Middleportians. Do the chemicals make you stupid, or is it the money?
Consider the Lockport Journal’s lead story on August
11. The headline reads “Arsenic levels low in Middleport; Study: Community
is not at an elevated risk.” The “reporter’s” name is omitted here to
save her greater embarrassment.
The “independent” study—conducted by Exponent, Inc., and
paid for by FMC Corporation—set out to indicate that Middleport has
a clean, safe environment thanks to its feudal corporate lord.
Exponent claims that the interpretation of the final results
by “a scientific advisory panel” reveals that urine samples from 439
village residents who volunteered for the study last year were all “within
the normal range due to diet and other background sources.” Also, no
evidence of elevated arsenic exposure was found in any toenail samples,
said the press release, or “news” story.
The question is: How accurate can these results be when
participants volunteered? FMC is by far Middleport’s largest employer
and taxpayer. It seems a scientific study seeking accurate data could
come up with better methodology than asking the client’s wage slaves
to voluntarily snip their toenails and micturate into a beaker.
The Journal’s release also said, “study participants
all were below the reference level of arsenic,” but never states what
the study’s reference level was or how it was arrived at. The Buffalo
News, “reporting” on the same day, said “no one had even half of
what the study assumed would be a reasonable background level for arsenic:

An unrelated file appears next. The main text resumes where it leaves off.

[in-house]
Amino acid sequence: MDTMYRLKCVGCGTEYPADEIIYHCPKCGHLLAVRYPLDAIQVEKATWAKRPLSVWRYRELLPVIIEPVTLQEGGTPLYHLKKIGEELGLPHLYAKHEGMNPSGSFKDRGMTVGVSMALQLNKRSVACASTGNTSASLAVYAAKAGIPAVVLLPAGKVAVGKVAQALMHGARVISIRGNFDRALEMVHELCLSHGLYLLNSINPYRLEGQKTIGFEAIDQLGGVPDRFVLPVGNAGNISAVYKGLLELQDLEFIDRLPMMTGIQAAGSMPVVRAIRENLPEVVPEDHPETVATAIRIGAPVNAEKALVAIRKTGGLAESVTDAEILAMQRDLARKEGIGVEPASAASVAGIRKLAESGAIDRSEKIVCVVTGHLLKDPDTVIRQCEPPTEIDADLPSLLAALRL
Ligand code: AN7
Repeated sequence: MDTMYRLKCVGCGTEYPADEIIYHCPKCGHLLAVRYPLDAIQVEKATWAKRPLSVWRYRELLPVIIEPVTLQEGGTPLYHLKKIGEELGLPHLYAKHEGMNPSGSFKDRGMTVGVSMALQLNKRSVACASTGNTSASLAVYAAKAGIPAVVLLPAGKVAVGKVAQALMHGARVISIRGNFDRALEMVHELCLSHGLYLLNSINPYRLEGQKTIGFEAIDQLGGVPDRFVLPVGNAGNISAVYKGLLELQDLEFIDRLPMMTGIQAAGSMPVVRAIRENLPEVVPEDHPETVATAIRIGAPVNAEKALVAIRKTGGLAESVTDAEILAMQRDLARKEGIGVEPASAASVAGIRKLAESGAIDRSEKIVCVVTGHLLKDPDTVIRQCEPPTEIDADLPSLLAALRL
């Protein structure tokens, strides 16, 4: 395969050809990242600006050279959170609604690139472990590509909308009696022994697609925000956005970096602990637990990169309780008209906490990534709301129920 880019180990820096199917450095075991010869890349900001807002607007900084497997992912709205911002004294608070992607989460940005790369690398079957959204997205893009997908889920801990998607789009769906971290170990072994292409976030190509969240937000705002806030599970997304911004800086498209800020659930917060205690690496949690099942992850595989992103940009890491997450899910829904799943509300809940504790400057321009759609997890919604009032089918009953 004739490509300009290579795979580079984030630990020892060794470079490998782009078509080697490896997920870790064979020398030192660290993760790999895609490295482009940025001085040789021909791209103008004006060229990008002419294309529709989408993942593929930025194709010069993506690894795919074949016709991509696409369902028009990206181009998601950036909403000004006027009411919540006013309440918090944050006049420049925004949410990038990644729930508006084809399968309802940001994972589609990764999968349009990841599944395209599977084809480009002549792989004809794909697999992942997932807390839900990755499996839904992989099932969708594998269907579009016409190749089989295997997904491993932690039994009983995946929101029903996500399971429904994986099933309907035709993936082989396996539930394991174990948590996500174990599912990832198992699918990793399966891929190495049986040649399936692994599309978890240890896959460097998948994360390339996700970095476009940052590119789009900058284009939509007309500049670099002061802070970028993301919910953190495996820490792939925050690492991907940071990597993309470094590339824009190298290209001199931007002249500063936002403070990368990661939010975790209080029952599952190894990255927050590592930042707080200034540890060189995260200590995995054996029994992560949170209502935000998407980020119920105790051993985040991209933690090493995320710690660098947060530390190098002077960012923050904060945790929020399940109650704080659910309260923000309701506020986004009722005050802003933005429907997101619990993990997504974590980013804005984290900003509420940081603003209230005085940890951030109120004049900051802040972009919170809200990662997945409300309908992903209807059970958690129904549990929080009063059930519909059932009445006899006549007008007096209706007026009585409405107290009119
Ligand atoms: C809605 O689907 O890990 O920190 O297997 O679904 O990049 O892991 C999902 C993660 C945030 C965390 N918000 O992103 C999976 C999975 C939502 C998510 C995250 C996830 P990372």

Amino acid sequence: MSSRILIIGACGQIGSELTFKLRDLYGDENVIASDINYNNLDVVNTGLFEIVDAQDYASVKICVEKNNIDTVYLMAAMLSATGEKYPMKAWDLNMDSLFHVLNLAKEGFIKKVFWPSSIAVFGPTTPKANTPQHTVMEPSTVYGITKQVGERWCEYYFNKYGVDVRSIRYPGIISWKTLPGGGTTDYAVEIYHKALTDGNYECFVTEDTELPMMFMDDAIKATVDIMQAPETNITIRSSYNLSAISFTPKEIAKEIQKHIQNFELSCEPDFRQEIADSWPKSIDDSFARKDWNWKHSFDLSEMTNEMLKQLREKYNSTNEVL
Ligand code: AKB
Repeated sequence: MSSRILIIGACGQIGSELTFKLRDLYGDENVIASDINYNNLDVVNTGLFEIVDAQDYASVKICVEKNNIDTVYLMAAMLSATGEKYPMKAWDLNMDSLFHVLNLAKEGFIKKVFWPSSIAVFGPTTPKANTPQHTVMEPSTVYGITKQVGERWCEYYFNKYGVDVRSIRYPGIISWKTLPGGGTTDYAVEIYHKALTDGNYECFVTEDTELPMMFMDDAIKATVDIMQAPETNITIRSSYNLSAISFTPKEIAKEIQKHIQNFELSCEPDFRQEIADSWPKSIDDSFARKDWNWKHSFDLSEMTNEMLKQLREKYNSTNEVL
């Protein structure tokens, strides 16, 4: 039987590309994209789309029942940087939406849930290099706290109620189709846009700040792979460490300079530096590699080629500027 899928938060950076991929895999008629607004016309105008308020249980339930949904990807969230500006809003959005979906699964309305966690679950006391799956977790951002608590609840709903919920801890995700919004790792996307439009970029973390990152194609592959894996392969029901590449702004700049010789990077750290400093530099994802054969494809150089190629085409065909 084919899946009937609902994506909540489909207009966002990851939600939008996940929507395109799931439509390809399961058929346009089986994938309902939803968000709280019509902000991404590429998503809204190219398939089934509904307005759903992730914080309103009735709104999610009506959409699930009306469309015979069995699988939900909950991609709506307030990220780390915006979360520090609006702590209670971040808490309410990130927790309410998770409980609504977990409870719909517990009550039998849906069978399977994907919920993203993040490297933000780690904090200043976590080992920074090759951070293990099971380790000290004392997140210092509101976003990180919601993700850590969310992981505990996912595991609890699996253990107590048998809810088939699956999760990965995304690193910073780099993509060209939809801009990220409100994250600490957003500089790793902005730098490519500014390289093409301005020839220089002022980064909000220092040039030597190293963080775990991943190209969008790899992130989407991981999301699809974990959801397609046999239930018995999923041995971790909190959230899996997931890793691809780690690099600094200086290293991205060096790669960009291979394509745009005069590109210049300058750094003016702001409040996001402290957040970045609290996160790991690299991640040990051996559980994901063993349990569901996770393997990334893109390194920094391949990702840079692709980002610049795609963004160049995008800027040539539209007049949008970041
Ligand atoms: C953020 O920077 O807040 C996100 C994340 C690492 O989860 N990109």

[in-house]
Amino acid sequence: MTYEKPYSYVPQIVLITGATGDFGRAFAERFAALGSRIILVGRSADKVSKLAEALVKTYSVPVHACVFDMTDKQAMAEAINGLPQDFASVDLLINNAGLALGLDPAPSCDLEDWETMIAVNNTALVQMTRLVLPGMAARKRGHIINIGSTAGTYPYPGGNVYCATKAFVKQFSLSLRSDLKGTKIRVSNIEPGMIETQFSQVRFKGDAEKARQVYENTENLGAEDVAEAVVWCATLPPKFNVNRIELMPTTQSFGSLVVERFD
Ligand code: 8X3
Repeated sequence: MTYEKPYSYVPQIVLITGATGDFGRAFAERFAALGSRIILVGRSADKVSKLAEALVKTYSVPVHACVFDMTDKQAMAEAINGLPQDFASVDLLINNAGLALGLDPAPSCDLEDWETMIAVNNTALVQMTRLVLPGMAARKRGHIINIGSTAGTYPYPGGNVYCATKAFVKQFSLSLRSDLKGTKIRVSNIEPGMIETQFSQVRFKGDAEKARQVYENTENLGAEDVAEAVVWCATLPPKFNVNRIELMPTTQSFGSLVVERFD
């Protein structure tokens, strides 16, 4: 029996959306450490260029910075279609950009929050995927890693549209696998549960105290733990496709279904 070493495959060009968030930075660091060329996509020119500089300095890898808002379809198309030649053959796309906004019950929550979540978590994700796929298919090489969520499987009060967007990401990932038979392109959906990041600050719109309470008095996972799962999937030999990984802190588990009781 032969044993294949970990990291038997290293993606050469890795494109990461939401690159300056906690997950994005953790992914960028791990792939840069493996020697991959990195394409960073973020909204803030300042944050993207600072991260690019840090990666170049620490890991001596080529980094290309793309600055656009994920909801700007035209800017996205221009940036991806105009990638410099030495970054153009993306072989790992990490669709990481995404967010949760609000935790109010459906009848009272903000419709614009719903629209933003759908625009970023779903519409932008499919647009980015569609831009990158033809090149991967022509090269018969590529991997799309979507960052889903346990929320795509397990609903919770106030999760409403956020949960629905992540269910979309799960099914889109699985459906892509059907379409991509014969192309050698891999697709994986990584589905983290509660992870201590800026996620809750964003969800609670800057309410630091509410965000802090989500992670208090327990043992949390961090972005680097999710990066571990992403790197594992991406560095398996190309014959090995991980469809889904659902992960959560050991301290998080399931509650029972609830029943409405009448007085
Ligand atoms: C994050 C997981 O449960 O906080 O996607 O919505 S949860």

40 parts per billion.” Again, no information on how this figure was
arrived at, or what made Exponent assume (not hypothesize?) Middleport
would have a “reasonable background level?” Where’s the curiosity?
A side bar tells readers they can learn more by going
to www.teapothollow.com, which at first glance appears to be the village’s
official web site, but upon further inspection it’s FMC Corp.’s local
public relations site masquerading as something else, thus the weird
These results seem odd considering that FMC dumped 250
tons of arsenic in Middleport for a half-century throughout the mid-1900s.
It also dumped a bunch of chlorinated organics there during the same
time frame. It has a long history of treating Middleport like an industrial
Just so you know, there are about a dozen chlorinated
organic compounds, among them dioxin, which behave like hormones, particularly
in fetuses and newborns. Even if a fetus is exposed to a tiny amount
of this stuff, the effects on the baby’s budding sex organs and its
activities later in life can be brutal. According to Adams Mine Archives,
an environmental research web site, the way chlorinated organics affect
human hormones may be of greater concern than cancer, but there hasn’t
been much interest in doing research until the last decade or so.
The questions the corporate-employed “journalists” might
have asked are simple: What was the arsenic reference level based upon,
or how was it derived? And, isn’t the real concern chlorinated organics?
Those questions apparently weren’t asked, nor was any research done.
If it had been, a short online investigation would have revealed that
not enough data exist on chronic exposure to arsenic to establish a
real reference level. Have another beer.